According to Edwards, true spirituality is knowing, tasting, and seeing the beauty of God’s holiness. What sets the saint apart from all others is that he sees the glory or beauty of divine things. The Bible speaks of this glory as the central thing that makes God and His ways attractive—that lures humans in love to Him. This is the light that makes the Person of Christ so ravishingly beautiful, that He has drawn the hearts of millions to Himself for the last two millennia. This is the brightness that all saints see in comparison to which their own hearts appear filthy (Gerald R. McDermott, “Jonathan Edwards on Revival, Spiritual Discernment, and God’s Beauty,” Reformation and Revival 6:1 Winter 1997).
What does the church become when deprived of the regular revelation of Christ’s glory? In the first place; she becomes spiritually malnourished, for she was called into existence to glorify Christ and to commune with the Godhead by feeding upon Christ.
It is by the church’s intake of Christ that she is able to manifest Christ. Without this feasting upon the things of Christ, she will experience spiritual declension.
A decline into cold formalism and institutionalism is not foreign to any of us. For we have witnessed this same tendency toward lukewarm-ness in our own persons. We are all too familiar with the kind of spiritual chill that can come over the soul and numb its operations.
It is Christ who has purchased His church. He owns the church and rules the church by His infallible Word. When believers forget that Christ owns and rules His church—then there is an inescapable pull in the direction of man-centeredness. Form tends to slowly replace function.
What is meant by form replacing function is this—the church settles into religious practices and cultural forms in order to ostensibly fulfill her mission (and to remain culturally relevant). That may not be a problem at first; but when the forms themselves are assumed to be ‘true religion’—then ‘form-al-ism’ may be the result or outcome.
We have all seen it—churches which have hardened their religious forms into ‘cement’ often have a fondness for resting upon the slogan, ‘We’ve always done it this way.’ More often than not, the false security of always doing it this way is symptomatic of equating form with function. Forms are negotiable; but the biblical function of the church is not negotiable.
Countless congregations assume they are fulfilling the N.T. purpose of the church by their forms when in reality they have departed from the biblical function of the church.
The classic O.T. phrase that captures dead formalism is, “. . . This people draw near with their words and honor Me with lip service, but they remove their hearts far from Me, and their reverence for Me consists of tradition learned by rote” (Is 29:13).
The church cannot manifest Christ through true community unless she is living out her organic union with Christ. Without radical identification with Christ; she sentences herself to nominal Christianity.
Christ is her source of supernatural power for love, for sacrifice, for service, and for unity. The church cannot fulfill her biblical function apart from utter dependence upon Christ (Jn 15:1-12).
The church is a community of believers called out of the world by Christ. He intends that they function as His ‘visible’ Body on earth. ‘Body life’ is the church functioning as a revolutionary community characterized by supernatural love, sacrifice, giftedness, and unity (1 Cor 12; Eph 4). And, it is to live out this Christ-empowered supernatural community under the eye of the watching world (Jn 17:20-21).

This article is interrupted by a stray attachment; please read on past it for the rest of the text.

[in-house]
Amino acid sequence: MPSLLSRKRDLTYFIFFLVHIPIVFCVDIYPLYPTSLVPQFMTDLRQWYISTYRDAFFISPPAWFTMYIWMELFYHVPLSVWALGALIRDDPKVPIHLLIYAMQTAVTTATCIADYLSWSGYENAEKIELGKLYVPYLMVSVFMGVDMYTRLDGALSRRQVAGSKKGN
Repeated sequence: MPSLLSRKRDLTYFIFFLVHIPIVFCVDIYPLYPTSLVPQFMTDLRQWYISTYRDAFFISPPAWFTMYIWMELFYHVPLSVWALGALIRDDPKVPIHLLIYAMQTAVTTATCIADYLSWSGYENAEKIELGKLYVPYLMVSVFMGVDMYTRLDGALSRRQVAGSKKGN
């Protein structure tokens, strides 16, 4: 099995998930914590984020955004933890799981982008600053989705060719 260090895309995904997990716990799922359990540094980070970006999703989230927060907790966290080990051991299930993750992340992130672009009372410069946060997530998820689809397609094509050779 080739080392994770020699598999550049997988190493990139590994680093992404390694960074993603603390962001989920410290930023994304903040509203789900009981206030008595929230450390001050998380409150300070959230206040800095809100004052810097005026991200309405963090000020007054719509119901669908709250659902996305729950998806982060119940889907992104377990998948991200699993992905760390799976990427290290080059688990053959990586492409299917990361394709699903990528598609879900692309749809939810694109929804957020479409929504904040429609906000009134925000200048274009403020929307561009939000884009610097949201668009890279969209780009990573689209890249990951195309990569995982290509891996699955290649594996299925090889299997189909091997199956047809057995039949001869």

In this author’s opinion it would NOT be redundant to restate the purpose of the Church every Lord’s Day. Just as the saints have an immense capacity to forget the Gospel; so also they have a propensity to forget what the church is—and how it is to function. The true church consists of a ‘new humanity’ joined to, and constructed around, the Person of Christ for the purpose of manifesting the glory of the Godhead.
In formalistic churches, the biblical function of the church (as true community and as Christ’s own Body) suffers from radical reductionism—in other words the true function of the church is shrunken to fit into manageable forms. In the process, God’s purpose for the church is ‘streamlined down’ to a common denominator which matches the abilities of man’s natural strength.
In such cases, the ‘bar is set very low’—a church operating as a social club does not see itself as the actual Body of Christ in the world. It lacks the biblical vision necessary to regard itself as under obligation to fulfill the superhuman commands of Christ by the supernatural power of Christ (commands such as ‘love one another as I have loved you’).
In formalistic (or institutional churches), the vision to manifest Christ by supernatural living and supernatural loving is eviscerated, and all but lost. This is reminiscent of the spiritual condition of the religious establishment in ancient Israel which opposed Christ. (Love for God so clearly taught in Deuteronomy was gradually replaced by religious forms which could be achieved without the Spirit’s help. Even worse, the religious forms came to be equated with orthodoxy; Matthew 23:23.)
In much of Evangelicalism today the Word of Christ is on a collision course with ‘hyper-structural’ institutional pragmatism. Institutionalism is hostile to the life of the church because it constitutes an attempt to carry out the mission of the church without the exercise of utter dependency upon the rule, love, and power of Christ.